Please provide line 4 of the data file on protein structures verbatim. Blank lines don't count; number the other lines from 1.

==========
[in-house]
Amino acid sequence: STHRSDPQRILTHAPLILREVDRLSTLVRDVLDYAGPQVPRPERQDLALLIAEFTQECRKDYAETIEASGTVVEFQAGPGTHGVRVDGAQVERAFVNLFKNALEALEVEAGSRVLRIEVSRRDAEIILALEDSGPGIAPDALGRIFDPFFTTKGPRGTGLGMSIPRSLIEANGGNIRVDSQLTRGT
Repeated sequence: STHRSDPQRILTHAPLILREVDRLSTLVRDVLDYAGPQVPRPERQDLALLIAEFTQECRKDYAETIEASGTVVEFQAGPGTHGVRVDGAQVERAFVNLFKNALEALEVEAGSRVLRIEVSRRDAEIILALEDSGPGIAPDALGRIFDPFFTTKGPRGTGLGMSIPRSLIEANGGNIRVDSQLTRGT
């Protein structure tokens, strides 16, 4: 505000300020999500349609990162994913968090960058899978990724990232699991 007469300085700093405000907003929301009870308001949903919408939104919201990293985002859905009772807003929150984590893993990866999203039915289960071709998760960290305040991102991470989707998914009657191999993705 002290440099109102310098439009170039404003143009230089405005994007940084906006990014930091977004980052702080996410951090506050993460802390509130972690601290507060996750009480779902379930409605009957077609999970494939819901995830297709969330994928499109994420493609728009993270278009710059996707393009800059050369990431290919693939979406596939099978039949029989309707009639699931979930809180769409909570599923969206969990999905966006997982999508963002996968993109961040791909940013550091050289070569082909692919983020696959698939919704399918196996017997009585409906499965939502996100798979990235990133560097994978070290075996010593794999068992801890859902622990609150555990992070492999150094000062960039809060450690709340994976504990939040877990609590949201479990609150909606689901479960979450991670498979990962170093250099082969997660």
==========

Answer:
């Protein structure tokens, strides 16, 4: 505000300020999500349609990162994913968090960058899978990724990232699991 007469300085700093405000907003929301009870308001949903919408939104919201990293985002859905009772807003929150984590893993990866999203039915289960071709998760960290305040991102991470989707998914009657191999993705 002290440099109102310098439009170039404003143009230089405005994007940084906006990014930091977004980052702080996410951090506050993460802390509130972690601290507060996750009480779902379930409605009957077609999970494939819901995830297709969330994928499109994420493609728009993270278009710059996707393009800059050369990431290919693939979406596939099978039949029989309707009639699931979930809180769409909570599923969206969990999905966006997982999508963002996968993109961040791909940013550091050289070569082909692919983020696959698939919704399918196996017997009585409906499965939502996100798979990235990133560097994978070290075996010593794999068992801890859902622990609150555990992070492999150094000062960039809060450690709340994976504990939040877990609590949201479990609150909606689901479960979450991670498979990962170093250099082969997660």